By Fin Martinez
In the aftermath of the retirement of television’s most accurate “news man,” Jon Stewart, from his tenure on the legendary program “The Daily Show,” it left a power vacuum in the world of political satire and one that the new host Trevor Noah couldn’t fill.
During Stewart’s tenure, he employed the use of “faux-correspondents” to satirize events and news stories. Out of these correspondents, many went on to pursue successful independent careers like Ed Helms, Stephen Colbert and John Oliver.
Ed Helms, of course, became a movie star. Stephen Colbert had his show, “The Colbert Report” and is now the host of “The Late Show,” but it was John Oliver who continued to pursue the political satire and comedy that defined “The Daily Show” in his own Emmy- and Peabody-award-winning creation “Last Week Tonight.”
“Last Week Tonight” might be considered a goofier, more light-hearted son of “The Daily Show,” but one defining difference in its content is the topics each show has covered. “The Daily Show” covered more politically driven content as its main focus, satirizing news and describing itself as a “fake news program,” when in fact a study by the Washington Examiner showed that “The Daily Show” was trusted more by left-leaning viewers than MSNBC. “Last Week Tonight” doesn’t limit itself to politics: John Oliver has his show cover social issues in a new form of journalism that has yet to be named.
It’s comedy, but it’s also journalism. When watching Oliver’s material you find yourself laughing hysterically but also being educated on important social issues and other topics. Oliver cites sources, shares quotes and provides analysis, just like any news man would, however, he makes no claims of objectivity in his interpretation and presentation of his news.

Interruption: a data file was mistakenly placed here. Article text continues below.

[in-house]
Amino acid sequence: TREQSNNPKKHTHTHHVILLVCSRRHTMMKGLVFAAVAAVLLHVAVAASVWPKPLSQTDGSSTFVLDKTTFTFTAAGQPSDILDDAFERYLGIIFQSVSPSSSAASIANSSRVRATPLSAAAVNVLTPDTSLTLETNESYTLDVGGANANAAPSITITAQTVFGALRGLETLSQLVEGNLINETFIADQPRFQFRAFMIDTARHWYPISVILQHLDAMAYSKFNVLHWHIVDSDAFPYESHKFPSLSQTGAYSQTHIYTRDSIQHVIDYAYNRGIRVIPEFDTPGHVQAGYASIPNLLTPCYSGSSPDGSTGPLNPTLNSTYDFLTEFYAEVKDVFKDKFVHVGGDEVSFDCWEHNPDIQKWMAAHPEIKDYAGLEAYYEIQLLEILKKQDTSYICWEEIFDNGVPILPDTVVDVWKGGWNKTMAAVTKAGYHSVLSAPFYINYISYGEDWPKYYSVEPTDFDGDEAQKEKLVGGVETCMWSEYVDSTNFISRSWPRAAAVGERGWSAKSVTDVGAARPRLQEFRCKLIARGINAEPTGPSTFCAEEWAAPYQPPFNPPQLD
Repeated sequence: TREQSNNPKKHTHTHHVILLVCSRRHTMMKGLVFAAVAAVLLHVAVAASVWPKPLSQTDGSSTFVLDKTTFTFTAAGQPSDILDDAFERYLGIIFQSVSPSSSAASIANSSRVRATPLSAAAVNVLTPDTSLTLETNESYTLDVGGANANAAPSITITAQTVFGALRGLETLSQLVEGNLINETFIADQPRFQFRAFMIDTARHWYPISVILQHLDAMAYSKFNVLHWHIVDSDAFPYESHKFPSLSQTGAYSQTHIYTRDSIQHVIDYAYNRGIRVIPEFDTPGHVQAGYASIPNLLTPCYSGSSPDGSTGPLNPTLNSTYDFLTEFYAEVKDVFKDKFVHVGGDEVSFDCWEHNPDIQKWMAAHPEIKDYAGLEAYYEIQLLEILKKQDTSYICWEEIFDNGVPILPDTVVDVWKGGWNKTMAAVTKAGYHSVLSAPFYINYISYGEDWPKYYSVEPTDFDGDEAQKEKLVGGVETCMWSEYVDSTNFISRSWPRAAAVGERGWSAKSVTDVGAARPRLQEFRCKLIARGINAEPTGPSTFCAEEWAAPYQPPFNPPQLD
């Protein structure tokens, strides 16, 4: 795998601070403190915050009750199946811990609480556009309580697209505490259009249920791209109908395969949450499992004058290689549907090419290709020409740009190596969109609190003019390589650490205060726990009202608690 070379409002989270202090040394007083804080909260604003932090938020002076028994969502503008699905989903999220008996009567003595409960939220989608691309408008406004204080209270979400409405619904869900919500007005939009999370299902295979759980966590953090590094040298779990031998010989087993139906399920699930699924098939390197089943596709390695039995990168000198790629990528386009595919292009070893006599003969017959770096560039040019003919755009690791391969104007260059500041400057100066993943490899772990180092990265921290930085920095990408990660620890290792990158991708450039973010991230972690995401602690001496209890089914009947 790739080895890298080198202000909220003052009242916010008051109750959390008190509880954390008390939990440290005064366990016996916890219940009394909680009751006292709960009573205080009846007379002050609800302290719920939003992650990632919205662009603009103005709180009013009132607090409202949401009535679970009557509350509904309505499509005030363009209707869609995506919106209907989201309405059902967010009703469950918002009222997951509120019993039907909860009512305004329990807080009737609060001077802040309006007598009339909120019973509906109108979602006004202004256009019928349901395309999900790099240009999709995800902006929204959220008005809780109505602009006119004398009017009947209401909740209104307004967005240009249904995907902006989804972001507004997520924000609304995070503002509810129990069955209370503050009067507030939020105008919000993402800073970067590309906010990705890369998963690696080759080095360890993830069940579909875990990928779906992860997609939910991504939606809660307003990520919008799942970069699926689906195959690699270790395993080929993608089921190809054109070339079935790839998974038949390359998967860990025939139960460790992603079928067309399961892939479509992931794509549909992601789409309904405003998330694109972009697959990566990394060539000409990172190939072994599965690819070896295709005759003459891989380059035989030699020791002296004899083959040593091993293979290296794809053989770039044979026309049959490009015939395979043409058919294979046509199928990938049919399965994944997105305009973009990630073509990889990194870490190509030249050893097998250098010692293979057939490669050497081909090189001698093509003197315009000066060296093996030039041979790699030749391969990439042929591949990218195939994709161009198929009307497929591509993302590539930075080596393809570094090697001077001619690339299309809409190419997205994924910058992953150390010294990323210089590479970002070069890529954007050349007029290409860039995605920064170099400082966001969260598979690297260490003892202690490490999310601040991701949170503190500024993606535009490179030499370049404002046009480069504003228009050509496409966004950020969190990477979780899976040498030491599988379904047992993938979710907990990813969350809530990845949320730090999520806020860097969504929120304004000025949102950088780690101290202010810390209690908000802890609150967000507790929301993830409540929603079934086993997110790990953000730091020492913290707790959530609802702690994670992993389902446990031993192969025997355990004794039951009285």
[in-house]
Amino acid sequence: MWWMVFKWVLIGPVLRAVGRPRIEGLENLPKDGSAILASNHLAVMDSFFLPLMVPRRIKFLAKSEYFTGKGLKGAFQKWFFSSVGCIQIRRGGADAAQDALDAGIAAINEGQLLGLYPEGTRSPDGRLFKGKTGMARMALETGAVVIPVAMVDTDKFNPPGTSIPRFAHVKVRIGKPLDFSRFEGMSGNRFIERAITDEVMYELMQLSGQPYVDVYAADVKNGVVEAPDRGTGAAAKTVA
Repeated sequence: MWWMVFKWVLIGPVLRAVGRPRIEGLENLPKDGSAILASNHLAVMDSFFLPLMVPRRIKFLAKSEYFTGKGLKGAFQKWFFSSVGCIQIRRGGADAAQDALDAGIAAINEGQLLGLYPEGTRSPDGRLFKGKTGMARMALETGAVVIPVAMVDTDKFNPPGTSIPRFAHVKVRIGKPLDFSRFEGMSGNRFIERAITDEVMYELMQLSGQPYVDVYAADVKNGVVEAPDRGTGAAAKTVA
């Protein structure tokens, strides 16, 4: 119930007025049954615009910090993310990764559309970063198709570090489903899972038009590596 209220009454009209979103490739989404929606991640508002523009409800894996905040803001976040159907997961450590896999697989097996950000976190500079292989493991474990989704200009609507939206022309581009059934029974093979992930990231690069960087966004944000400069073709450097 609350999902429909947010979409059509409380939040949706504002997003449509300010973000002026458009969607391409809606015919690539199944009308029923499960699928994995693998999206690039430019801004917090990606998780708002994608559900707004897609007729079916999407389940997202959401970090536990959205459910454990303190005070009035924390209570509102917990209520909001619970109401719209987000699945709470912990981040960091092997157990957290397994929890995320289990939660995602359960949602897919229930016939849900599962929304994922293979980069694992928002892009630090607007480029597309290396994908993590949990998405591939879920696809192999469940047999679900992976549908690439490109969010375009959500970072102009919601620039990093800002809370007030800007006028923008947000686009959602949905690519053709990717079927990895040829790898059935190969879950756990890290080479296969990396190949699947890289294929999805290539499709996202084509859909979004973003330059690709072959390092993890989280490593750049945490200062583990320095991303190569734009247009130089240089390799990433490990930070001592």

It’s not hard to find that there isn’t a show on television that is quite like “Last Week Tonight” as it takes news and puts it in a clown suit. That’s the genius of his show, it presents news and makes it easier for people to understand and sit through. If the content of “Last Week Tonight” were to be broadcast without the humor it would be dry, boring and hard to watch. Despite being informative nobody would watch his show because it would be essentially be a man lecturing on a subject for 30 minutes.
Personally, “Last Week Tonight” has educated me on subjects that normally I would have no interest in, but because the content is presented in such a unique way I am able to get a laugh but also get a lesson. While informative, satire is usually portrayed as creating absurd situations out of normal ones, what John Oliver does is point out how absurd the normal situations really are.
This “Oliver Journalism” is a new form of news that is accurate, credible, intelligent and hilarious. It doesn’t fit a mold because it is the first of its kind that presents relevant and newsworthy stories in a comedic way. While shows like “The O’Reilly Factor” with Bill O’Reilly and “The Closer” with Keith Olbermann are shows that would appear similar with their political commentary, “Last Week Tonight” is the show that paves the new way for political commentary by pointing out facts over opinion but still being entertaining. While news broadcasts are cut-and-dry adhering to objectivity and the accuracy story, “Last Week Tonight” presents accurate, fact-driven stories and says, “Why not have a laugh along with it?”
John Oliver is by no means objective with his stories (nor does he call himself a journalist), but in days of fake news, obvious bias, and lost-faith in journalism, he produces accurate content and acts as a watchdog on corruption and injustice, the thing journalists aspire to be. No news source is entirely neutral, but with “Last Week Tonight” broadcasting award-winning content, is objectivity really needed to produce a fact-driven and accurate story? “Last Week Tonight” could be the start of a new wave in journalism in a postmodern society.
-Fin Martinez is a journalism senior at the University of New Mexico